DVD is an enigmatic strabismic condition consisting of an upward excursion, excyclotorsion, and outward deviation of the nonfixing eye. DVD usually affects both the eyes, but can also occur unilaterally or asymmetrically.[4] Most commonly, it occurs with latent or manifest-latent nystagmus and infantile esotropia. Exotropias and vertical deviations may also be associated with it.[4]

Association of DVD with early-onset strabismus has been reported[4]; its association with congenital optic nerve hypoplasia has rarely been reported.


  Case History Top


A 14-year-old boy presented with history of squinting since early childhood. Best corrected Visual acuity in both eyes of 6/9, N6 with presence of latent nystagmus was noted. Alternate prism cover tests showed exophoria with DVD (dissociated vertical deviation) of 16 prism diopters (pd) in right eye and 9 pd (left eye) for distance and near [Figure 1]. Ocular movements showed inferior oblique over action +1 in right eye. Fundus examination showed minimal superior shift of vessels with slight temporal pallor of disc in both the eyes. Optical coherence tomography (3D OCT maestro machine from Topcon manufacturer) showed optic nerve hypoplasia with thinning of neuroretinal rim in superior, inferior, and temporal quadrants in right eye and superior and temporal quadrants in left eye [Figure 2]. Visual fields with Humphrey visual field analyzer showed inferior altitudinal defect in both the eyes [Figure 3] confirming diagnosis of SSONH. There was no history of maternal diabetes.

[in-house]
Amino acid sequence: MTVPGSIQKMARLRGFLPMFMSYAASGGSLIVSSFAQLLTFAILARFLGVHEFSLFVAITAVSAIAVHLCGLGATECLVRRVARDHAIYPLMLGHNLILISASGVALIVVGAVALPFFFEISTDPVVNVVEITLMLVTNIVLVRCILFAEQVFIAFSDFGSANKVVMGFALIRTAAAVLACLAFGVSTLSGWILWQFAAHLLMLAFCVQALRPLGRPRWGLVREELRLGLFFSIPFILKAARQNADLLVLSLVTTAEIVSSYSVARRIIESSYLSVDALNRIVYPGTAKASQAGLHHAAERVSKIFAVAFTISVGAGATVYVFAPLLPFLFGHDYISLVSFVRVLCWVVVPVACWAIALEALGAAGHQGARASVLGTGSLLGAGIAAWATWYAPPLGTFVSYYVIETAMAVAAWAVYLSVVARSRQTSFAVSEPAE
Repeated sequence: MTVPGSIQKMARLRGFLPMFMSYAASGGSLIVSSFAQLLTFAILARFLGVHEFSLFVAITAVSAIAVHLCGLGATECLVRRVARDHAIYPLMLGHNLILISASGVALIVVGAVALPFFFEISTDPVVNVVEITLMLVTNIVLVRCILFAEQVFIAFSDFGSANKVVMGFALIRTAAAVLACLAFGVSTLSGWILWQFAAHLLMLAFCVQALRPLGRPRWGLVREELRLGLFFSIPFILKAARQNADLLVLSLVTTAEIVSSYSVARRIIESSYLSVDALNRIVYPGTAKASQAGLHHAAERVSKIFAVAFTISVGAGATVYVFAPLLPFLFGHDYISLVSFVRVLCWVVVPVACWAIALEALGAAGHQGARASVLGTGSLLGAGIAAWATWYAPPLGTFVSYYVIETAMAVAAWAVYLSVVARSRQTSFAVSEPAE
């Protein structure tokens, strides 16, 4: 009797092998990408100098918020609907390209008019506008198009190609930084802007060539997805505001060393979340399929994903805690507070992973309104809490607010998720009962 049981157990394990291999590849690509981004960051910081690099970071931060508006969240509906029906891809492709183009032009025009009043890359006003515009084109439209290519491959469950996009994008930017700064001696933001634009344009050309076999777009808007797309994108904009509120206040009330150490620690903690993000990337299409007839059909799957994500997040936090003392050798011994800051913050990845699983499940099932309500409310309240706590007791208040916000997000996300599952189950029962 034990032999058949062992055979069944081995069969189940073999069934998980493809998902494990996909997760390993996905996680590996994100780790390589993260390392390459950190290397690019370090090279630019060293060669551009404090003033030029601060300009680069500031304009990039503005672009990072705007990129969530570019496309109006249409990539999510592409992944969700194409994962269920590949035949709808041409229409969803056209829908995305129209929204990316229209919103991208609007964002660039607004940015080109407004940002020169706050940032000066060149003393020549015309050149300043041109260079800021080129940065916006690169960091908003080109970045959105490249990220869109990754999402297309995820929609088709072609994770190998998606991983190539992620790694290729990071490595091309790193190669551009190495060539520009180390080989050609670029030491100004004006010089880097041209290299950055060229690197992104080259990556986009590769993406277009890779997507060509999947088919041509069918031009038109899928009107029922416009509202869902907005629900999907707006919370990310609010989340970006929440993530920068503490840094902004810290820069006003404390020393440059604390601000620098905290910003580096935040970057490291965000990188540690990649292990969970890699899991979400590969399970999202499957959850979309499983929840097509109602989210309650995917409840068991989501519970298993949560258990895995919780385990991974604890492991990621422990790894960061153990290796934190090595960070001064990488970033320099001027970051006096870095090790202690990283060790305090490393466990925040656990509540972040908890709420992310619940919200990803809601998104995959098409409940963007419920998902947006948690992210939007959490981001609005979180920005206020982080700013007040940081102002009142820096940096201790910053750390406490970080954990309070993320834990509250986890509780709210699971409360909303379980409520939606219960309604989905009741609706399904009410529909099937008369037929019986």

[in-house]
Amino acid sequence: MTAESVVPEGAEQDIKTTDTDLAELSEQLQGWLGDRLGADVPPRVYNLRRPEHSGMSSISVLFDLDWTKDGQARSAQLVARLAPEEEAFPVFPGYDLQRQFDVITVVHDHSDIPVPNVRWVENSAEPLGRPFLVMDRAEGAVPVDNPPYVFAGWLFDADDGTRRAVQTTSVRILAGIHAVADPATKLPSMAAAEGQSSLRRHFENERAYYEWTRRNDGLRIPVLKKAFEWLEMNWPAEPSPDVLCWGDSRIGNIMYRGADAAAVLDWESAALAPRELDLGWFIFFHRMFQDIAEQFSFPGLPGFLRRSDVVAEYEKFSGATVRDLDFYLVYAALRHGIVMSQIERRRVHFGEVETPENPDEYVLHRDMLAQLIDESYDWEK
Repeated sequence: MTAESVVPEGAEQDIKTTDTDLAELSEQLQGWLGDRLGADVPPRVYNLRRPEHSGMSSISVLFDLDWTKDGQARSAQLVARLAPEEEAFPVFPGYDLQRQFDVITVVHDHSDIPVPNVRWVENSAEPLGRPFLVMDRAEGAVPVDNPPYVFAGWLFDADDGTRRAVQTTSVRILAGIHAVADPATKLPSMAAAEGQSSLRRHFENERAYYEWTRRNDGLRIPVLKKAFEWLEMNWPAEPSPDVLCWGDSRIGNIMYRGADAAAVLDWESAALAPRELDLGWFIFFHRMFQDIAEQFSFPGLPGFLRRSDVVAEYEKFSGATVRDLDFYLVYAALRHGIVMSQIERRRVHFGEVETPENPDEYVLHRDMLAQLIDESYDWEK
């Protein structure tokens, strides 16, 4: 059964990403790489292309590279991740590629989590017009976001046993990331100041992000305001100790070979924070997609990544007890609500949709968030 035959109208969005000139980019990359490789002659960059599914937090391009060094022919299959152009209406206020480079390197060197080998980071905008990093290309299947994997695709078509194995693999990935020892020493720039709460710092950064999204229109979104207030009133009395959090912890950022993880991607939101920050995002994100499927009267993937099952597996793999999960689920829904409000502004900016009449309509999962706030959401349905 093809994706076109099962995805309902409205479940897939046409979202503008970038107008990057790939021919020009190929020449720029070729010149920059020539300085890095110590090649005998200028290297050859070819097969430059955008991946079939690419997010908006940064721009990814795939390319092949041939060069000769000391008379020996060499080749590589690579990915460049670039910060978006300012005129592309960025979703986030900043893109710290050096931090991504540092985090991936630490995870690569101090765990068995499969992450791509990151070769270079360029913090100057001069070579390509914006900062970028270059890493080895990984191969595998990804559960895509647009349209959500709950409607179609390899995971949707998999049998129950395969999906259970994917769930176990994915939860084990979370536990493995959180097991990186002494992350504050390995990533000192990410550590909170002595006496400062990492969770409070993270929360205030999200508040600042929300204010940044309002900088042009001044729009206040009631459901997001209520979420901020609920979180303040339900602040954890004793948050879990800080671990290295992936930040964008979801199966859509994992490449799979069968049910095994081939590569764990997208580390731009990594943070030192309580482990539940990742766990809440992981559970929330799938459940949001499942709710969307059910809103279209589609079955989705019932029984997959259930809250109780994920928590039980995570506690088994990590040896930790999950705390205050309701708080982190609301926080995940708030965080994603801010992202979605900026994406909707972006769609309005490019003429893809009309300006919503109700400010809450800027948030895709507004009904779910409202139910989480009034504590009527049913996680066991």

Figure 1 Case photographs showing primary gaze orthotropia (upper figure), dissociated vertical deviation in the right eye (middle figure), and left eye (lower figure).

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Figure 2 Spectral OCT of optic nerve head showing thinning of NFL superiorly, inferiorly, and temporally in right eye along with thinning of NFL superiorly and temporally in left eye. NFL, nerve fiber layer; OCT, optical coherence tomography.

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Figure 3 Visual fields (Humphrey 30-2 program) showing inferior visual field defects in both the eyes.

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The prisms were used to expand the visual fields but the patient did not find it beneficial.


  Discussion Top